On Eve of Talks, Building Issue Flares Again

YERUSHALAYIM -
A Palestinian laborer walks past a construction site in Gilo, on Tuesday, just a 10-minute drive from where negotiators will sit down to resume the long-stalled Middle East peace talks. (REUTERS/Baz Ratner)
A Palestinian laborer walks past a construction site in Gilo, on Tuesday, just a 10-minute drive from where negotiators will sit down to resume the long-stalled Middle East peace talks. (REUTERS/Baz Ratner)

Despite Israel’s concession on the release of terrorist prisoners, the Palestinians were threatening a walkout on the eve of renewed peace talks if building in Yehudah and Shomron continued at the current pace.

Israel is moving forward with a plan to build nearly 900 new housing units in east Yerushalayim, in the Jewish neighborhood of Gilo, The Associated Press quoted an Israeli official as saying on Tuesday.

Efrat Orbach, an Interior Ministry spokeswoman, confirmed that approval had been given for expanding Gilo. The housing plan, which received initial approval last year, would come in addition to an earlier announcement this week of some 1,200 other new homes in Yehudah and Shomron and east Yerushalayim.

However, Orbach pointed out that it could be years before the bureaucratic process is completed and actual construction begins.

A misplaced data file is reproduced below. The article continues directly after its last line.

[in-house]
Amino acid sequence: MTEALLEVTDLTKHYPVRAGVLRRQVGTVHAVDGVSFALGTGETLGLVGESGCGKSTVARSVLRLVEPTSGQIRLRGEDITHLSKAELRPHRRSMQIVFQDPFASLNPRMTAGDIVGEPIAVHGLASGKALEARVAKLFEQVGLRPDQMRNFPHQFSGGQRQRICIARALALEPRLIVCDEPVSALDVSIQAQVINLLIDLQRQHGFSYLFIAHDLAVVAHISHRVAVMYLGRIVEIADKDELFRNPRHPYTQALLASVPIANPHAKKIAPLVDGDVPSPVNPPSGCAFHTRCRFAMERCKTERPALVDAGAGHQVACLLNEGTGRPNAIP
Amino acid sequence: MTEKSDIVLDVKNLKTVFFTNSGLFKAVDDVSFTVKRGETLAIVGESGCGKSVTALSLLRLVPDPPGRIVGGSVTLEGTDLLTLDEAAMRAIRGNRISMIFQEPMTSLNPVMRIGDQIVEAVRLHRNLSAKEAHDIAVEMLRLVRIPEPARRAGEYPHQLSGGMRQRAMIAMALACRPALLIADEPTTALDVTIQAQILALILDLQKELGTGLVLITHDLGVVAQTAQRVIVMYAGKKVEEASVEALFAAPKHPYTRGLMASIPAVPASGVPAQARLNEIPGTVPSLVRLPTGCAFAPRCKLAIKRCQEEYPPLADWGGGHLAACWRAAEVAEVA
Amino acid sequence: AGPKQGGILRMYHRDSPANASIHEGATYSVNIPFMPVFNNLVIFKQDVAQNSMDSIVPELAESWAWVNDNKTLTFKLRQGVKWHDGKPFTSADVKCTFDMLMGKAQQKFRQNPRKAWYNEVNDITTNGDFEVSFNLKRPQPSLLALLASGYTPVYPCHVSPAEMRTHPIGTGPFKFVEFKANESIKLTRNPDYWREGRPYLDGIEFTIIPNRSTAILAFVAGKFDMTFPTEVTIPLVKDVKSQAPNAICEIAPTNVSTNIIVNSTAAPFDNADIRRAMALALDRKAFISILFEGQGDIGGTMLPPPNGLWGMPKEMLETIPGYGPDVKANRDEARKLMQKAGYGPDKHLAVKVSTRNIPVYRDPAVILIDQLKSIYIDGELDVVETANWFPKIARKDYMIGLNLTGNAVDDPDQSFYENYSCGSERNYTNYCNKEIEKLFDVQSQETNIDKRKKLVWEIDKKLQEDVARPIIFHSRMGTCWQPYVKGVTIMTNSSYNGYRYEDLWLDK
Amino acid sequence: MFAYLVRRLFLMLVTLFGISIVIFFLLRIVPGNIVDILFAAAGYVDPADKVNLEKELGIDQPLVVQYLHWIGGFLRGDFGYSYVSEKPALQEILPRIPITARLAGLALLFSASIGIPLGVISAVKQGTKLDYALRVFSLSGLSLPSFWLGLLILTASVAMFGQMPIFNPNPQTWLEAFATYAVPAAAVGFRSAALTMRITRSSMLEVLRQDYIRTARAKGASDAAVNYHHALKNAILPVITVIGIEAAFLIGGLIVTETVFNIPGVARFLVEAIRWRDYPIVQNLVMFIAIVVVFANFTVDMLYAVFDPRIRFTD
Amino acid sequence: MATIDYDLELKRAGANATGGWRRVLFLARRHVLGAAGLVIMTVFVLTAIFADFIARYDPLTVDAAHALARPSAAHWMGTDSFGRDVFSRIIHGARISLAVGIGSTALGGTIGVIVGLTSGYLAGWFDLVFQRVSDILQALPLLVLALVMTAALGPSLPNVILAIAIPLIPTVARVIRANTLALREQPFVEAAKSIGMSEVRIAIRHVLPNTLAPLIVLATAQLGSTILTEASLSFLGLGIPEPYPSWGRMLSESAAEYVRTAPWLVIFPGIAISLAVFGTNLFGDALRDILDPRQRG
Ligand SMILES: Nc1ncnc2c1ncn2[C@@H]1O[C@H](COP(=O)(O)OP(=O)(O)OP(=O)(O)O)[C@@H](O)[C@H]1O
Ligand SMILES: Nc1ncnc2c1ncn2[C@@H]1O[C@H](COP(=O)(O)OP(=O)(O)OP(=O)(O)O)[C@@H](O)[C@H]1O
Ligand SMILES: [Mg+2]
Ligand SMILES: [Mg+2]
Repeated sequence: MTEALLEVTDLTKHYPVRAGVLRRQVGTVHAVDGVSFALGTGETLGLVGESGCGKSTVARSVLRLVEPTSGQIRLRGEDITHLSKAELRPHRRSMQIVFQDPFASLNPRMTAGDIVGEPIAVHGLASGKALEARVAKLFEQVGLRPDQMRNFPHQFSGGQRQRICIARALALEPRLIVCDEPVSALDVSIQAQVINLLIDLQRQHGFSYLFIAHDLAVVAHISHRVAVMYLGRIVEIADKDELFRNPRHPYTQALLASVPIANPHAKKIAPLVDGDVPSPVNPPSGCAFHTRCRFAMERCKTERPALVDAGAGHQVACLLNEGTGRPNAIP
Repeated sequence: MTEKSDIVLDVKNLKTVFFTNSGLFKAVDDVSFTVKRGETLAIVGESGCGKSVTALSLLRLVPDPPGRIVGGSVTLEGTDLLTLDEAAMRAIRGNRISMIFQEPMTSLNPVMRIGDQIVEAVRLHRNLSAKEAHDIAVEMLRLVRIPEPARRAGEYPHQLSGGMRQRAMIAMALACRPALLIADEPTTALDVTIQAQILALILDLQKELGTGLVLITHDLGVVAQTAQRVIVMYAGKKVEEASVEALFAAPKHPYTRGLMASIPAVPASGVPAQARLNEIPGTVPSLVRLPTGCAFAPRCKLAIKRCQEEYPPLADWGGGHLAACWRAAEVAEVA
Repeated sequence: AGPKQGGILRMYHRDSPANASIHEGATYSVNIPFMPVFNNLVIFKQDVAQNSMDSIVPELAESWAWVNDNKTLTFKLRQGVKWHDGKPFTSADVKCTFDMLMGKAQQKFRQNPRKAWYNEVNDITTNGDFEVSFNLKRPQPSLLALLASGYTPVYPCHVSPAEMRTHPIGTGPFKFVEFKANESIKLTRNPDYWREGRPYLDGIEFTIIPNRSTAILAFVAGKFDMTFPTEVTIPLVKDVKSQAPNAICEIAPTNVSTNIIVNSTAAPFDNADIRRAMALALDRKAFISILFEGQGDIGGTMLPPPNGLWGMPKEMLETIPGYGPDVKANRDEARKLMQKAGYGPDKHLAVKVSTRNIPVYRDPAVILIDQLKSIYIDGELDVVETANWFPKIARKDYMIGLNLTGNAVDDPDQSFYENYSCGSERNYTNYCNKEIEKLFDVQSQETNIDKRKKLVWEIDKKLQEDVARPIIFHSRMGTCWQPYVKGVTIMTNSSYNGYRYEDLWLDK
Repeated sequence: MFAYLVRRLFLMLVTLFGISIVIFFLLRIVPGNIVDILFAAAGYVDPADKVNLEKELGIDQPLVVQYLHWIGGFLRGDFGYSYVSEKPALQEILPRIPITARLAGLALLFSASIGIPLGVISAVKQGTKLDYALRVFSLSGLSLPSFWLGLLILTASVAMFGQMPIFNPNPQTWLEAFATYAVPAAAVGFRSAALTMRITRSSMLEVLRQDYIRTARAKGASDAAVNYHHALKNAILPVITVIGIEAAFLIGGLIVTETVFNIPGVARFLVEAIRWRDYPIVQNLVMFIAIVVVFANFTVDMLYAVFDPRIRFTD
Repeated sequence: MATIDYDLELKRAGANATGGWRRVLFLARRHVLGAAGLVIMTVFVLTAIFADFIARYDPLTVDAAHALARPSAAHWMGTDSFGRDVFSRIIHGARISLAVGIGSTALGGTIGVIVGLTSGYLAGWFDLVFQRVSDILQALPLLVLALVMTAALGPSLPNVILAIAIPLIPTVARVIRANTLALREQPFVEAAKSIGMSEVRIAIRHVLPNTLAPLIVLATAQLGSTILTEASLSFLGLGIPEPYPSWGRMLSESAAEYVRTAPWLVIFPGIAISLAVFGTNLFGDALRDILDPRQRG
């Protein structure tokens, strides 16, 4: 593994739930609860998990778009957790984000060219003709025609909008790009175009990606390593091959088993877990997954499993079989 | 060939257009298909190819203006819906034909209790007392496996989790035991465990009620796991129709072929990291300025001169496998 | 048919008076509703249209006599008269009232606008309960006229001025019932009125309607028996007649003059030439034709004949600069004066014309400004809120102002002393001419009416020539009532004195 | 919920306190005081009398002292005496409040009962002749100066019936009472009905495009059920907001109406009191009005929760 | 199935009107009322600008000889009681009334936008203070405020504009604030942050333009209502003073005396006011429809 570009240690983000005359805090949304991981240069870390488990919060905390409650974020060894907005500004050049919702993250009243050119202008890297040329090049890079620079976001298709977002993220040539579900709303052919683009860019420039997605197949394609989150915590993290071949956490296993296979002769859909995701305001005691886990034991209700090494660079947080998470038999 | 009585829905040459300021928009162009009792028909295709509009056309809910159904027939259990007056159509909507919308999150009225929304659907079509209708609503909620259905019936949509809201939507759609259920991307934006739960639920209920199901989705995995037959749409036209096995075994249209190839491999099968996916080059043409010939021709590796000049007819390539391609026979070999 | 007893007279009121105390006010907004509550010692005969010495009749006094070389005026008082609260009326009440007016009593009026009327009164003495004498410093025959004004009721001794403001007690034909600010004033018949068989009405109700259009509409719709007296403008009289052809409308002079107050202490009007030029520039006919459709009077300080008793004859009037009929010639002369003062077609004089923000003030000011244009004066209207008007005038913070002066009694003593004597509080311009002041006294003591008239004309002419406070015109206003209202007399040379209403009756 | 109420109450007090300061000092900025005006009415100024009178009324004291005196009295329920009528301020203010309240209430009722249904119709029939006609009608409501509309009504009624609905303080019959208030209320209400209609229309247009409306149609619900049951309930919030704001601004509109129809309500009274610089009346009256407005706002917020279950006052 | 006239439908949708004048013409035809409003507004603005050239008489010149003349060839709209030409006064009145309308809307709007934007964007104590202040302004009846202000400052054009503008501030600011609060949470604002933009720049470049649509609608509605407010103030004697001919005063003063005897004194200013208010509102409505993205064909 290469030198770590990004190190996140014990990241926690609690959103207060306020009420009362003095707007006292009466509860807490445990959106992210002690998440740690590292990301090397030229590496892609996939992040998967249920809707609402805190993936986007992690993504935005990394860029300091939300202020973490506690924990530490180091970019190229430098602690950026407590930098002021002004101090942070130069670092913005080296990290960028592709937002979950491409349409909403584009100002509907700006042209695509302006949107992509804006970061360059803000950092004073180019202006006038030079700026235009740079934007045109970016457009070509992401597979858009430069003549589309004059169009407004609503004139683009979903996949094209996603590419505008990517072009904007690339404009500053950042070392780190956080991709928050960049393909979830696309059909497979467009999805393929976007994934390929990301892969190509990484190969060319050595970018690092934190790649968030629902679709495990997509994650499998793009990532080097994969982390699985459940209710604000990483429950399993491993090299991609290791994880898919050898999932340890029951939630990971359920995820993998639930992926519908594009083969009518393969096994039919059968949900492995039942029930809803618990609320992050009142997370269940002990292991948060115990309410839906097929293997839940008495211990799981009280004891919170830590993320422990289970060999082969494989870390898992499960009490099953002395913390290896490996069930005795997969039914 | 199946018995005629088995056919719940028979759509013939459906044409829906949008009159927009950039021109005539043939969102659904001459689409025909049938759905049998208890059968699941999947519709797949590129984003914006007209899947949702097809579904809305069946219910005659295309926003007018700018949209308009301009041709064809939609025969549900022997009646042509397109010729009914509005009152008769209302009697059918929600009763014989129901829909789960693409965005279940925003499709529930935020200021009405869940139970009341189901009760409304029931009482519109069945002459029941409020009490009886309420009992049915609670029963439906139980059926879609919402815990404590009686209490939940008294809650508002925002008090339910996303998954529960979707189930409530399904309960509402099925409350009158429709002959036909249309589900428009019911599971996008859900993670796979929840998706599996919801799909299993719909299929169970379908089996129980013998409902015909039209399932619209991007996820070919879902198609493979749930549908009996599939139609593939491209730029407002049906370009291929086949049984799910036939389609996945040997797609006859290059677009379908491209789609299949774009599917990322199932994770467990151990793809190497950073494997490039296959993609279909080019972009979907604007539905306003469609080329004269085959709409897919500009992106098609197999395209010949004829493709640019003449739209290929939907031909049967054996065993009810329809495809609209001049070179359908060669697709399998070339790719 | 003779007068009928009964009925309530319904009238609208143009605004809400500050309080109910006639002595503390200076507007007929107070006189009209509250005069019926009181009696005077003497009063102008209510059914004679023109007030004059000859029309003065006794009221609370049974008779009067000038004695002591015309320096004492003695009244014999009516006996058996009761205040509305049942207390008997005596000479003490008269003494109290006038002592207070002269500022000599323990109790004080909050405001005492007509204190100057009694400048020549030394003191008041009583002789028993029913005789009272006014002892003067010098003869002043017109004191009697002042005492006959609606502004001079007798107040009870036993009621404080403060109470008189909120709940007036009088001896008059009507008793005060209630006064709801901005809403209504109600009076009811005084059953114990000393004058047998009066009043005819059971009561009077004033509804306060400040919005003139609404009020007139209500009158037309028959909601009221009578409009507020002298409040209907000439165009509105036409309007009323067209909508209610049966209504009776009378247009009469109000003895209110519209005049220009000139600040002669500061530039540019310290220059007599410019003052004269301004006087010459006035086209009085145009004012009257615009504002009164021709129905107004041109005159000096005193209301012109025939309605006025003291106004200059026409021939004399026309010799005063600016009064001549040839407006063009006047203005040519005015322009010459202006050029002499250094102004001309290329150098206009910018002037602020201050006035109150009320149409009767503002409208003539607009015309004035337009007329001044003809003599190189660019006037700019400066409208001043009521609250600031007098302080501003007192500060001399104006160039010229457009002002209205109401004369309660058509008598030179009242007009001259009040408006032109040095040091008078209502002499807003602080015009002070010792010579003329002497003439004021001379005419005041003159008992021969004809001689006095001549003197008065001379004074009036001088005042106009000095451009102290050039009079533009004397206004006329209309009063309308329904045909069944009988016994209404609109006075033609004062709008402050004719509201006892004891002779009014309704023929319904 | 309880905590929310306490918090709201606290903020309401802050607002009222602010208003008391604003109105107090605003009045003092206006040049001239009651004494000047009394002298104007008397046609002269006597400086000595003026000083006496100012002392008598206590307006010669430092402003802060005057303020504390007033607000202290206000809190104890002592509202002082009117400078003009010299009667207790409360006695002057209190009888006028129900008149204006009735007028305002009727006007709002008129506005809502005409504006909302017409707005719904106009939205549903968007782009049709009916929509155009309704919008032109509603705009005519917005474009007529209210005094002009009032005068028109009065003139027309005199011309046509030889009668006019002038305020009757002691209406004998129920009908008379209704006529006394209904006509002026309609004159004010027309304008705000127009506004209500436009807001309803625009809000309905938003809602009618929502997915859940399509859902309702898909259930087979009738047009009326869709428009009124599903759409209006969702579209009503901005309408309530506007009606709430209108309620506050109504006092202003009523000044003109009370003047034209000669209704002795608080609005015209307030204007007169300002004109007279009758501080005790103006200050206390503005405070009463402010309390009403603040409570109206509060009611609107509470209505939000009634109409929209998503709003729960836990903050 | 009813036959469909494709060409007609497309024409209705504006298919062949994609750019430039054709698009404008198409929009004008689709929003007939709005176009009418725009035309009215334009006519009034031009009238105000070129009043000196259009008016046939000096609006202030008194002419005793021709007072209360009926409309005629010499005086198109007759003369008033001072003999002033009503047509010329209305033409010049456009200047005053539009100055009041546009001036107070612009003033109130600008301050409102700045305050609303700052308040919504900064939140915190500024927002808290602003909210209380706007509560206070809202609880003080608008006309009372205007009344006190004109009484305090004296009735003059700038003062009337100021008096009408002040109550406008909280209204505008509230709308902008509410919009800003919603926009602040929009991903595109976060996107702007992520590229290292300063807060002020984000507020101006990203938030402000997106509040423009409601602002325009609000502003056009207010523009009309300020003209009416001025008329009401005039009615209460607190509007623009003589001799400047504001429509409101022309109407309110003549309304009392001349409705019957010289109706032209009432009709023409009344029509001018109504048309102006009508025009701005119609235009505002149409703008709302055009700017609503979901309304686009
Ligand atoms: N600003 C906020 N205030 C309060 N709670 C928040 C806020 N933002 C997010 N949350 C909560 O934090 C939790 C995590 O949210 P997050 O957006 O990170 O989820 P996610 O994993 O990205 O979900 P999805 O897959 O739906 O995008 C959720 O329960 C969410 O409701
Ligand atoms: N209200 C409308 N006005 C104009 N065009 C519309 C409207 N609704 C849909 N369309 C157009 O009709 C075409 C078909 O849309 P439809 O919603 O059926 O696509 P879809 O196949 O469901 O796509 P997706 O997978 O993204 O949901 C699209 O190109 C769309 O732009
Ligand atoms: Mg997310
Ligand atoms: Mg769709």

Such caveats did not mollify the Palestinians. “If the Israeli government believes that every week they’re going to cross a red line by [construction] activity … what they’re advertising is the unsustainability of the negotiations,” chief Palestinian negotiator Saeb Erekat said.

U.S. Secretary of State John Kerry also expressed his concern about the accelerated building program. Kerry told reporters that while some movement in Yehudah and Shomron had been expected, the wave of announcements may have been “outside of that level of expectation.”

Meanwhile, Bloomberg columnist Jeffrey Goldberg wrote that the decision to return to negotiations with the Palestinians were motivated more by fear of the consequences of not doing so than any real hope for peace.

According to his report, Kerry warned Prime Minister Binyamin Netanyahu in recent weeks that if the current peace talks bear no fruit, Israel could face a ramped-up international delegitimization campaign.

The recent European Union decision to ban economic cooperation with entities over the Green Line has him worried. Netanyahu “met recently with some of Israel’s leading manufacturers, who expressed their worry that their products may one day be boycotted in Europe, a worry he shares,” writes Goldberg.

More than economic threats, Netanyahu fears that delegitimization could undermine national security. “Netanyahu fears Israel will find it increasingly difficult to one day act against the Iranian nuclear program if it is hobbled by the hostility of the international community.”

“The majority of Israelis are sensible, and they know, as Netanyahu knows, that Israel can’t exist in an entirely friendless world. Partly because of the actions of the EU, Netanyahu is listening to Kerry’s warnings with newly open ears,” Goldberg concludes.